• Include details on the size and growth potential of your target audience.
  • Figure out and refine the pain points for your target audience , then show why your product is a useful solution.
  • Describe your targeted customer acquisition strategy in detail.
  • Share anticipated challenges your business may face in acquiring customers and how you plan to address them.
  • Add case studies, testimonials, and other data to support your target audience ideas.
  • Remember to consider niche audiences and segments of your target audience in your business plan.

5. Marketing Strategy

Here, you'll discuss how you'll acquire new customers with your marketing strategy. I’d suggest including information:

  • Your brand positioning vision and how you'll cultivate it
  • The goal targets you aim to achieve
  • The metrics you'll use to measure success
  • The channels and distribution tactics you'll use

I think it’s helpful to have a marketing plan built out in advance to make this part of your business plan easier.

Marketing Strategy Business Plan Example

This business plan example includes the marketing strategy for the town of Gawler.

In my opinion, it really works because it offers a comprehensive picture of how they plan to use digital marketing to promote the community.

Business plans examples: Marketing Strategy

Tips for Writing Your Marketing Strategy

  • Include a section about how you believe your brand vision will appeal to customers.
  • Add the budget and resources you'll need to put your plan in place.
  • Outline strategies for specific marketing segments.
  • Connect strategies to earlier sections like target audience and competitive analysis.
  • Review how your marketing strategy will scale with the growth of your business.
  • Cover a range of channels and tactics to highlight your ability to adapt your plan in the face of change.

6. Key Features and Benefits

At some point in your business plan, you'll need to review the key features and benefits of your products and/or services.

Laying these out can give readers an idea of how you're positioning yourself in the market and the messaging you're likely to use. It can even help them gain better insight into your business model.

Key Features and Benefits Business Plan Example

In my opinion, the example below does a great job outlining products and services for this business, along with why these qualities will attract the audience.

Business plans examples: Key Features and Benefits

Tips for Writing Your Key Features and Benefits

  • Emphasize why and how your product or service offers value to customers.
  • Use metrics and testimonials to support the ideas in this section.
  • Talk about how your products and services have the potential to scale.
  • Think about including a product roadmap.
  • Focus on customer needs, and how the features and benefits you are sharing meet those needs.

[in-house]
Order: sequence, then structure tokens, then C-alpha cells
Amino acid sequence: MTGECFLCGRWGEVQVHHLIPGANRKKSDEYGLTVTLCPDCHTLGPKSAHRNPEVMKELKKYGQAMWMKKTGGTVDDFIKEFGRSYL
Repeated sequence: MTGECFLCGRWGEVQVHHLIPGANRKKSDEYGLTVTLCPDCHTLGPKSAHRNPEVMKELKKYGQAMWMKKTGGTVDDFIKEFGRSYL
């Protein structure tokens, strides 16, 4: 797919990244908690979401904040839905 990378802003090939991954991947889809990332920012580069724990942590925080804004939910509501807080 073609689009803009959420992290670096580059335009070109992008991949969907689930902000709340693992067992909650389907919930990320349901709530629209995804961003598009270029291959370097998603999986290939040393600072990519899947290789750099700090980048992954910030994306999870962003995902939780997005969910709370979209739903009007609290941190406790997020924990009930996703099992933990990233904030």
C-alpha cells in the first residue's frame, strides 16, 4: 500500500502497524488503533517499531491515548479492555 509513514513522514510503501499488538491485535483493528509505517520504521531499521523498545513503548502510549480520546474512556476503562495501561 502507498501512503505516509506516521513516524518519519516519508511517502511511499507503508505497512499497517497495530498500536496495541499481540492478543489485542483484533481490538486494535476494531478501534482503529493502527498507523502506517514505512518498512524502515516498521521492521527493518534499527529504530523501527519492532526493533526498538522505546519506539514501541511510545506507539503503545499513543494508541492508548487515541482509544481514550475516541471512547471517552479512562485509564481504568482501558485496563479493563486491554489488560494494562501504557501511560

• Offer proof of concept for your ideas, like case studies or pilot program feedback.
  • Proofread this section carefully, and remove any jargon or complex language.

7. Pricing and Revenue

This is where you'll discuss your cost structure and various revenue streams. Your pricing strategy must be solid enough to turn a profit while staying competitive in the industry. 

For this reason, here’s what I’d might outline in this section:

  • The specific pricing breakdowns per product or service
  • Why your pricing is higher or lower than your competition's
  • (If higher) Why customers would be willing to pay more
  • (If lower) How you're able to offer your products or services at a lower cost
  • When you expect to break even, what margins do you expect, etc?

Pricing and Revenue Business Plan Example

I like how this business plan example begins with an overview of the business revenue model, then shows proposed pricing for key products.

Business plans examples: Pricing and Revenue

Tips for Writing Your Pricing and Revenue Section

  • Get specific about your pricing strategy. Specifically, how you connect that strategy to customer needs and product value.
  • If you are asking a premium price, share unique features or innovations that justify that price point.
  • Show how you plan to communicate pricing to customers.
  • Create an overview of every revenue stream for your business and how each stream adds to your business model as a whole.
  • Share plans to develop new revenue streams in the future.
  • Show how and whether pricing will vary by customer segment and how pricing aligns with marketing strategies.
  • Restate your value proposition and explain how it aligns with your revenue model.

8. Financials

To me, this section is particularly informative for investors and leadership teams to figure out funding strategies, investment opportunities, and more.

 According to Forbes , you'll want to include three main things:

  • Profit/Loss Statement - This answers the question of whether your business is currently profitable.
  • Cash Flow Statement - This details exactly how much cash is incoming and outgoing to give insight into how much cash a business has on hand.
  • Balance Sheet - This outlines assets, liabilities, and equity, which gives insight into how much a business is worth.